Let me talk a bit about one of these rules--the point of view. The best way I know to describe point of view is to imagine a TV camera and microphone perched on the shoulder of the POV character. What he (and the camera) sees, the reader sees. What he (and the microphone) hears, the reader hears. None of this "little did he/she know..." that was popular at one time. Such an interjections goes with the "omniscient" point of view, which imagines that the story is being told by a narrator, often one who not only sees all aspects of the story but is something of a gossip, not hesitating to share his secrets with the reader.

When can we switch POVs? In my writing, I identify the point of view character at the start of the scene, and try to keep the POV constant through that scene. Some authors have one POV character through the whole chapter, sometimes the whole book. Others (and there are a few like me) change  the POV character when they change the scene. However, I like to keep the number of points of view small--three or four at most--in order to simplify things for the reader.

That's enough about POV. I'll close by quoting one of the best rules for writers ever laid down. Elmore Leonard once gave an interview that contained a number of suggestions for writers, but the one I like best is this: "I try to leave out the parts the reader tends to skip." Do that, and you'll keep your reader turning pages, which is, after all, what we try to do.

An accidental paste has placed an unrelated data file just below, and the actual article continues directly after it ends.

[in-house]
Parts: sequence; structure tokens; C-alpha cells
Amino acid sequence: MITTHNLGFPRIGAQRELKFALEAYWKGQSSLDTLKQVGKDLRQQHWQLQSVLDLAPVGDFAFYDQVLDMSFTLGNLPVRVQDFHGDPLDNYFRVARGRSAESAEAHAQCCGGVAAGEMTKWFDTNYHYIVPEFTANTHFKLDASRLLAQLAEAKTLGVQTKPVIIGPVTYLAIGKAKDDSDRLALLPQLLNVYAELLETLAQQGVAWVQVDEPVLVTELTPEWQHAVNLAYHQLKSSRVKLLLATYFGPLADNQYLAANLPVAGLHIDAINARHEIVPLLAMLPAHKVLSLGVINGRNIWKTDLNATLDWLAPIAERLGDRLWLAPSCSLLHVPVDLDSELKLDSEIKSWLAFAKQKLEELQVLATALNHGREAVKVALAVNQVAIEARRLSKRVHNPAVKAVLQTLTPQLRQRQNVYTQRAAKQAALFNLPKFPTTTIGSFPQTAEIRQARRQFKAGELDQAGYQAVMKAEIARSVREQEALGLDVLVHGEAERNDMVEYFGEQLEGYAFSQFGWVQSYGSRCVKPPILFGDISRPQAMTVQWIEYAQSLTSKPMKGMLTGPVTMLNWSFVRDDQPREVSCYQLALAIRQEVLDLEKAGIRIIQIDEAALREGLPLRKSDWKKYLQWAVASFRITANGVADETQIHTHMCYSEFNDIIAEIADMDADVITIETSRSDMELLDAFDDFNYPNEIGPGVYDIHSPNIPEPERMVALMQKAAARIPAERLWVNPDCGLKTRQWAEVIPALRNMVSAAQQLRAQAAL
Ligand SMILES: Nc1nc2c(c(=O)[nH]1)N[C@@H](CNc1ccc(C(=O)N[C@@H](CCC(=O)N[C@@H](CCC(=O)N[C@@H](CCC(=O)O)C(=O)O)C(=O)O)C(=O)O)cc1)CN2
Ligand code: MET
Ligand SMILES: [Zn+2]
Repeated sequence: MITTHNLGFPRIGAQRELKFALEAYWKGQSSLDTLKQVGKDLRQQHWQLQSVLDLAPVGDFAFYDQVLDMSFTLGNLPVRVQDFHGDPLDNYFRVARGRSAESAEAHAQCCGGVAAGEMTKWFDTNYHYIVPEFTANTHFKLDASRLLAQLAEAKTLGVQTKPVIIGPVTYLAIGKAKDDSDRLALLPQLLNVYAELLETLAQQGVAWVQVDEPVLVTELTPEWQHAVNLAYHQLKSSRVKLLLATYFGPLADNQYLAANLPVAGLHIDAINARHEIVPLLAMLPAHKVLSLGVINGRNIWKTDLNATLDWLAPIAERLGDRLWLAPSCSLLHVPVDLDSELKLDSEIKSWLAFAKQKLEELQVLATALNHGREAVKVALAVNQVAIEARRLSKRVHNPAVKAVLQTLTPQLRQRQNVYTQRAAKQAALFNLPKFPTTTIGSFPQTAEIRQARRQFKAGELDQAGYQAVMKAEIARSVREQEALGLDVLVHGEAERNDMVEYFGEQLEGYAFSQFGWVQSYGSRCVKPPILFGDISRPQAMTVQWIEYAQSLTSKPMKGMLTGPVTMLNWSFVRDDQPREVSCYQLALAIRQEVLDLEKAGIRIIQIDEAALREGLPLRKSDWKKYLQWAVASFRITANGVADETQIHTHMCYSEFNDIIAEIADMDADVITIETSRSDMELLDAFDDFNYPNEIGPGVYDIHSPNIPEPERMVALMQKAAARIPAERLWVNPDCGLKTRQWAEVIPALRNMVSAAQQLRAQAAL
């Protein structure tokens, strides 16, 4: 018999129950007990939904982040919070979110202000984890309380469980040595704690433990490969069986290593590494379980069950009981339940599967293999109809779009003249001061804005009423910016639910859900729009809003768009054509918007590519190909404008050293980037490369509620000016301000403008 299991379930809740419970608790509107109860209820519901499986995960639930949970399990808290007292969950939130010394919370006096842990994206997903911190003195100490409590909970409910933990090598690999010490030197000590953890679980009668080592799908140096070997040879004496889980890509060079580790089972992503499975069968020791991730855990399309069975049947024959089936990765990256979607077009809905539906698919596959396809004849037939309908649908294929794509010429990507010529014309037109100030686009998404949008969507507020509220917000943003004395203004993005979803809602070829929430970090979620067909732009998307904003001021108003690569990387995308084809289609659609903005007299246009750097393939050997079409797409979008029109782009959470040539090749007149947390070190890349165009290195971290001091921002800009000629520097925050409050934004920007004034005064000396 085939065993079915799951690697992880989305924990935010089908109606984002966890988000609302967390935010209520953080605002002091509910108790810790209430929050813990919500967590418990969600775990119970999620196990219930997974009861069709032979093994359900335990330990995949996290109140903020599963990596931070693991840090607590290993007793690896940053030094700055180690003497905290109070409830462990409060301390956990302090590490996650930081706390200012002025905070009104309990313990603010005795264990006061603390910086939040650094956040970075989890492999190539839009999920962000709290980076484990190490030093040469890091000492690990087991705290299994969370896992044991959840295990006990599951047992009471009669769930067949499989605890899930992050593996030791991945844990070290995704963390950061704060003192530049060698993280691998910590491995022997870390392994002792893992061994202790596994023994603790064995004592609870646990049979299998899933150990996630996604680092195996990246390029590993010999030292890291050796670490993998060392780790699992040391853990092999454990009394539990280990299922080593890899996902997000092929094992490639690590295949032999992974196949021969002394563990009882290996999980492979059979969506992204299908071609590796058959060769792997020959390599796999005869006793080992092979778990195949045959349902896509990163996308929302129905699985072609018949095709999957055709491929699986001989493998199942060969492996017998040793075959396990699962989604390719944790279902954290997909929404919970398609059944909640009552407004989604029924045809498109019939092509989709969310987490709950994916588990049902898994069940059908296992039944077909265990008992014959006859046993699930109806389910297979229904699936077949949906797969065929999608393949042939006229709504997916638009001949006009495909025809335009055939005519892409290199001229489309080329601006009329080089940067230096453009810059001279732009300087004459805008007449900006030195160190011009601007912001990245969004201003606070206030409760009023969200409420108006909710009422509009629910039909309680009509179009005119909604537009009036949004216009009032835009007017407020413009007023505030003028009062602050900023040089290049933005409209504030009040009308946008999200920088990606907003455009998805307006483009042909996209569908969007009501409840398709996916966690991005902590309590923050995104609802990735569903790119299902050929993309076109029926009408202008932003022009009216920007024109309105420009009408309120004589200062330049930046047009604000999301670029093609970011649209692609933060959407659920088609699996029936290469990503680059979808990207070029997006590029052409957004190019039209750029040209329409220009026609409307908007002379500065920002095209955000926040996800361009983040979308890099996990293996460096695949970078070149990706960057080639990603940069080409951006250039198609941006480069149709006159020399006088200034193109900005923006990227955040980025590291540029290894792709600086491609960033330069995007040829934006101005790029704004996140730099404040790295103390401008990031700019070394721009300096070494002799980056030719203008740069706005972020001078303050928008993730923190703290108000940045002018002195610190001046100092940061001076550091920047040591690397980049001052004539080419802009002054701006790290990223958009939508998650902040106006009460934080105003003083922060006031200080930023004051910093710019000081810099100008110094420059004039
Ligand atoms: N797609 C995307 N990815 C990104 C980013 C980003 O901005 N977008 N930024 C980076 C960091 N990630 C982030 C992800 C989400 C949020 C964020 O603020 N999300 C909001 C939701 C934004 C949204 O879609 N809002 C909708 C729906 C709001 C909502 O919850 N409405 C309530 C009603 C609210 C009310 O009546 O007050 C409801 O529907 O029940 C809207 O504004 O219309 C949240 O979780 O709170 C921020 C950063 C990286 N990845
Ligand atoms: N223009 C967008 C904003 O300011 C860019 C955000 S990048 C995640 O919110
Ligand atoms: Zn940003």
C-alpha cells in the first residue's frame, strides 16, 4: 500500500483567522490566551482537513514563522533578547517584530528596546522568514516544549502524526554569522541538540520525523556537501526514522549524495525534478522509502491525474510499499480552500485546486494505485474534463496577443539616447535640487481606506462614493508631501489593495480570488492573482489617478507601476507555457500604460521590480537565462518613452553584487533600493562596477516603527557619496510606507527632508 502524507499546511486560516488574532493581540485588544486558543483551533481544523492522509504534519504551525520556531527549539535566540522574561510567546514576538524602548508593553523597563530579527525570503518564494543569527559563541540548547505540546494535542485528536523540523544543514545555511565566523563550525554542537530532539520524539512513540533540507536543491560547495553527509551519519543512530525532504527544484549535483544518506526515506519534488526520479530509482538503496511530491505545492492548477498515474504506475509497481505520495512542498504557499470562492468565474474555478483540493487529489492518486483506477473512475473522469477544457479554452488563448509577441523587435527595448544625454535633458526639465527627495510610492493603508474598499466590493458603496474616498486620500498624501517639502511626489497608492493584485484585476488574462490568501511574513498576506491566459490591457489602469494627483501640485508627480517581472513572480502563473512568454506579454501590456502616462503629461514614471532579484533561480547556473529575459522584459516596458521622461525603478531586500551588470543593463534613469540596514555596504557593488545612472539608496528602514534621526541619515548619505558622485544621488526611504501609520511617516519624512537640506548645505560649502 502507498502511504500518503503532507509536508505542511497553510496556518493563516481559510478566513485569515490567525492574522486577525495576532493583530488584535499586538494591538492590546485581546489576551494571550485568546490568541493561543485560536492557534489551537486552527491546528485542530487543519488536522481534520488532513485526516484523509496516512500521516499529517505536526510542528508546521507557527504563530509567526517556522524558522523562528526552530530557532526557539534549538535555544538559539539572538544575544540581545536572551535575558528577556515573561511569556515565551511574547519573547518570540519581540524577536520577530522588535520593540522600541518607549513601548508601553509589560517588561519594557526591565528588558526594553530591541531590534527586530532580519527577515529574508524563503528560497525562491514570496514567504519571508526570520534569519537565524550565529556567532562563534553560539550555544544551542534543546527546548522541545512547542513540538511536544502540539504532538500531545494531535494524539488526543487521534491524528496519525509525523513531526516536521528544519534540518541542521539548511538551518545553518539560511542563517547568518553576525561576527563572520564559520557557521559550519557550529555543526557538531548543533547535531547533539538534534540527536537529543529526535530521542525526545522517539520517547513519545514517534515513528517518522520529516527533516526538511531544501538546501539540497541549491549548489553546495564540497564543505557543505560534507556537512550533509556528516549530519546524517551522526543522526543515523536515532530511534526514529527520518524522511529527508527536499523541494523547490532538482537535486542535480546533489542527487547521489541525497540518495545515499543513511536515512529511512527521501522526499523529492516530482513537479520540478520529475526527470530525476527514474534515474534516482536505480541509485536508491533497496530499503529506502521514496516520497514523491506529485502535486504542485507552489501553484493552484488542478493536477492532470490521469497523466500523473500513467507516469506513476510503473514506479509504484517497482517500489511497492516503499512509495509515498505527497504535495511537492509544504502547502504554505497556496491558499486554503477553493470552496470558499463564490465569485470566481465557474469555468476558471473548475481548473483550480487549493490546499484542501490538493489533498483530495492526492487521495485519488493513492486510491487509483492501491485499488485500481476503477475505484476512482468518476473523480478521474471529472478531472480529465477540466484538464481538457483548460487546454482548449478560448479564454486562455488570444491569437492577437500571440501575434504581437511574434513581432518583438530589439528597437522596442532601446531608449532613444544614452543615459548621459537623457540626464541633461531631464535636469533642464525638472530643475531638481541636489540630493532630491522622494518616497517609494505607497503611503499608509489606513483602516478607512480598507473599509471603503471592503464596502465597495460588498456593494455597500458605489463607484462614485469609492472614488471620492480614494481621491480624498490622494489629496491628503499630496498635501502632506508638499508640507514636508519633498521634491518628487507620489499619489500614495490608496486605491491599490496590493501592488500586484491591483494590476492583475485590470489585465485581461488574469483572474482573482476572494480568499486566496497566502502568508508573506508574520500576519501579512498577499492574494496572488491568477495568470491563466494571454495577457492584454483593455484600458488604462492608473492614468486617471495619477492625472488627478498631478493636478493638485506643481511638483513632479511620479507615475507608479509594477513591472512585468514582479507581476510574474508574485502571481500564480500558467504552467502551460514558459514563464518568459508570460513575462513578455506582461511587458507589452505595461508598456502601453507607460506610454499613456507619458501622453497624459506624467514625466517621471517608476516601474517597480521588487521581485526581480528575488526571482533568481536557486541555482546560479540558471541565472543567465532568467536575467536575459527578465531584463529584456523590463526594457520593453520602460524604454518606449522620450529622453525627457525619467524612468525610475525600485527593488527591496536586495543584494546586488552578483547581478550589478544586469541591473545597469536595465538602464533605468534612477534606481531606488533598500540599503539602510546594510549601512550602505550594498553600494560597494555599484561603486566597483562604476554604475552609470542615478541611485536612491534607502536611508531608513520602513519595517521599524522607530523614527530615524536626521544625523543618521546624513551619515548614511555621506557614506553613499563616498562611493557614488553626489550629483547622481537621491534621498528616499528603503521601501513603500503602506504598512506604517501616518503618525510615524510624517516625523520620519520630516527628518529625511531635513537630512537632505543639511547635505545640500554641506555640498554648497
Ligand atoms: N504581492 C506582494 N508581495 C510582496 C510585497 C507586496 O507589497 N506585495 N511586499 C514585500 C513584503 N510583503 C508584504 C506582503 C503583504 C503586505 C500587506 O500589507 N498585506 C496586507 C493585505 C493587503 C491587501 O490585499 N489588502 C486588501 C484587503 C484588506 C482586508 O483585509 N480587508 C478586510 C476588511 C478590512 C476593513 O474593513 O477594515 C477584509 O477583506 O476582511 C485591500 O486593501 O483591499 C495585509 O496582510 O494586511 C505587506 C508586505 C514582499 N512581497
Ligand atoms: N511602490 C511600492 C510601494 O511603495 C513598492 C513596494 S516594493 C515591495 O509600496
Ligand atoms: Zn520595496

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Tuesday, April 03, 2018

Topics, topics, topics...

In the years since I've been doing this blog, I've attempted to avoid two very controversial topics: politics and religion. Actually, some people seem to have conflated the two. (Like that? Word-a-day strikes again). But I've sort of avoided them, especially the inflammatory posts I'm seeing lately.

I have announced some time ago that I accept "Friend" requests on this FB site from people I know or have met (through a conference, for example). If you're a fan of my writing, I suggest my "fan" page. That's here, FaceBook page, and on that I post (usually a couple of times a day) information that might be of interest to writers and readers alike.

When I look back at some of my earlier blog posts (and, by the way, these are now available in Kindle format for the princely sum of 99 cents, and are pretty good reading, if I do say so myself), it seemed a simpler time. I was able to talk about my first steps as a writer, the mistakes I made, the lessons I learned. In those early days, most of my posting was about writing. Now I do it on Fridays, devoting Tuesdays to general posts.

So, here's my question (or my questions, since more seem to be coming to mind). Do you read my other FaceBook page? Is it worth my continuing to post there on a regular basis? What would you like to see here? Is a writer's life at all interesting to you? Would you like my opinion sometimes? Or, are you thinking of dropping FB because, like many of us, you're a bit antsy about the gathering of information about yourself? I'd like to know.

Friday, March 30, 2018

Easter, 2018